And then they realized….

They had just been doing their job.

A prisoner had been condemned to die and handed over them for execution.

It wasn’t a task they were unaccustomed to.

So they did their job.

It’s hard though to say that they did it with conscience.

It’s truth from our fathers—

Do your job, but do it with conscience.

They mocked the prisoner… One who was on His way to die.

They slapped Him.

Spat on Him.

Divided His personal belongings among themselves.

Wove and put a crown of thorns on His head.

Crucified Him and sat to watch Him die.

They were just doing their job….

Like the person sent to oversee the eviction of a widow with three children.

Or the one sent to confirm the report that a single mother was selling contraband goods.

Or the person with the power to employ a young man with tainted record.

Or the person that comes across information that could tear an entire family apart, from the top down, leaving no one untouched or without scars.

Listen to the wisdom of our fathers—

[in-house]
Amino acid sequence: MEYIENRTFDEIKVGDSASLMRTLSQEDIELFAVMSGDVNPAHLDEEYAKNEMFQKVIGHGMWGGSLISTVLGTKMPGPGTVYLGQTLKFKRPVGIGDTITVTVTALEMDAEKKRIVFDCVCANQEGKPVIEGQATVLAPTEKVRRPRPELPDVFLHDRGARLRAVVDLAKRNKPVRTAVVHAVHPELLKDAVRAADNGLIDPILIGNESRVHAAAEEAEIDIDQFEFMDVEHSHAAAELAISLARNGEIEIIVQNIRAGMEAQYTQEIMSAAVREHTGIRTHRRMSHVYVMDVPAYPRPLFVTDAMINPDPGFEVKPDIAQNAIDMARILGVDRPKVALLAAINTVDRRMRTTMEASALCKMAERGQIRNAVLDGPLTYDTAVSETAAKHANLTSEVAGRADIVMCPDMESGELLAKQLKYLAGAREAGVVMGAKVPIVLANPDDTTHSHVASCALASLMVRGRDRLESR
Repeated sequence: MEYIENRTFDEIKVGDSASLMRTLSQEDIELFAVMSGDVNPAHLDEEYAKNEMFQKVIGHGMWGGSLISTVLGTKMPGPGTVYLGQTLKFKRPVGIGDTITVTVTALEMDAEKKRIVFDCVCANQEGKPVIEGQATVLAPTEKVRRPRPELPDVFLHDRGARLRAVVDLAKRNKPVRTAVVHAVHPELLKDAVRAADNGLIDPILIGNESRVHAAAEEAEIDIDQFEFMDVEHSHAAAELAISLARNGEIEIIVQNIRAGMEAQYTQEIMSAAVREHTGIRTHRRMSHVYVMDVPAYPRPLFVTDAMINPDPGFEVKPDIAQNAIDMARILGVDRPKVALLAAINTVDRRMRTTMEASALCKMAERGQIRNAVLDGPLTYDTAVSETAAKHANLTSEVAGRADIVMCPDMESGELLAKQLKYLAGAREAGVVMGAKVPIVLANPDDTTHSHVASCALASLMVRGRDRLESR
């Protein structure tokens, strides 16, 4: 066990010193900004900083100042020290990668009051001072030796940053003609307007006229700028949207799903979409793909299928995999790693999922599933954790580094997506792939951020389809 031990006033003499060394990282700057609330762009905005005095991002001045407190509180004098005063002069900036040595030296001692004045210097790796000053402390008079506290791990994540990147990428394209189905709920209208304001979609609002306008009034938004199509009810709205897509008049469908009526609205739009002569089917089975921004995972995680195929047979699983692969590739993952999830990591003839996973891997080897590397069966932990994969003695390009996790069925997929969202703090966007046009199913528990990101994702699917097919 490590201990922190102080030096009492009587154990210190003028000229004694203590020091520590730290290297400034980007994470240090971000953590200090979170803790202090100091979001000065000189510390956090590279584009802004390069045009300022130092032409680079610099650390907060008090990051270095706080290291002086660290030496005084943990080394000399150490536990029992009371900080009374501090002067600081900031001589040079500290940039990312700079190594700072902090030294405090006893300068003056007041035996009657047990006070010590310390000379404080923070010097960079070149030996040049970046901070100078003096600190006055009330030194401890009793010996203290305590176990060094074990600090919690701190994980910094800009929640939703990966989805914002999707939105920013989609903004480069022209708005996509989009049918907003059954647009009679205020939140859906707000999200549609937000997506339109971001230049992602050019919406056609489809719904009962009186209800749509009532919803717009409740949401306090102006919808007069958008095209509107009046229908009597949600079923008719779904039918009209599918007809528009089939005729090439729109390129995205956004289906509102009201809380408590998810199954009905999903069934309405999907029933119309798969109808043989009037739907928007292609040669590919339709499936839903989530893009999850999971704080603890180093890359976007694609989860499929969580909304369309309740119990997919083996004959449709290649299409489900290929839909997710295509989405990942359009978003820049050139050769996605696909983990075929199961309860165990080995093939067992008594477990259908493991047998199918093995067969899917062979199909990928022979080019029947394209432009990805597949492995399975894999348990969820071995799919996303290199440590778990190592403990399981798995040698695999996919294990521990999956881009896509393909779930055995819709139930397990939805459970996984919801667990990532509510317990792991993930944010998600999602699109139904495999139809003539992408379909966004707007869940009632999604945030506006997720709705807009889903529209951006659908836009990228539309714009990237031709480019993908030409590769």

Do your job, but do it with conscience.

As the soldiers watched the Prisoner, waiting for Him to die, suddenly, there was darkness all over the land that lasted three hours.

There was an earthquake.

The veil in the temple was split from the top down.

Graves were opened….

And then they realized….

They had just crucified the Son of God.

Sometimes I wonder what impact that moment of realization had on these men.

We are told that they were afraid, but I wonder how this fear affected their course and journey through life.

Did they become more sympathetic, maybe even empathetic?

Were they more patient and not too quick to judge people and situations?

Were they repentant and turned to God for help, or were they hardened, with hearts too calloused to feel anything?

Would they approach the widow with grace, or would they throw her things out carelessly, destroying what little she has left?

Knowing that it was for envy that the single mother with the contraband goods had been reported, would they offer her a chance at redemption, or would they leave her and her children with nothing?

Would they give the young man a chance to do better?

Would they do their part to save the family on the verge of destruction, being a vault for information that should not be common knowledge?

May it be our daily prayer that when evil comes, we would be a wall to stop the flow.

May we continually be agents of God’s goodness and grace.

May the words of our fathers ever ring in our ears; may we hear and do our jobs with conscience.

Because who knows—

What we’ve seen might be distorted views of the truth, and the strange looking ducklings might actually be swans.

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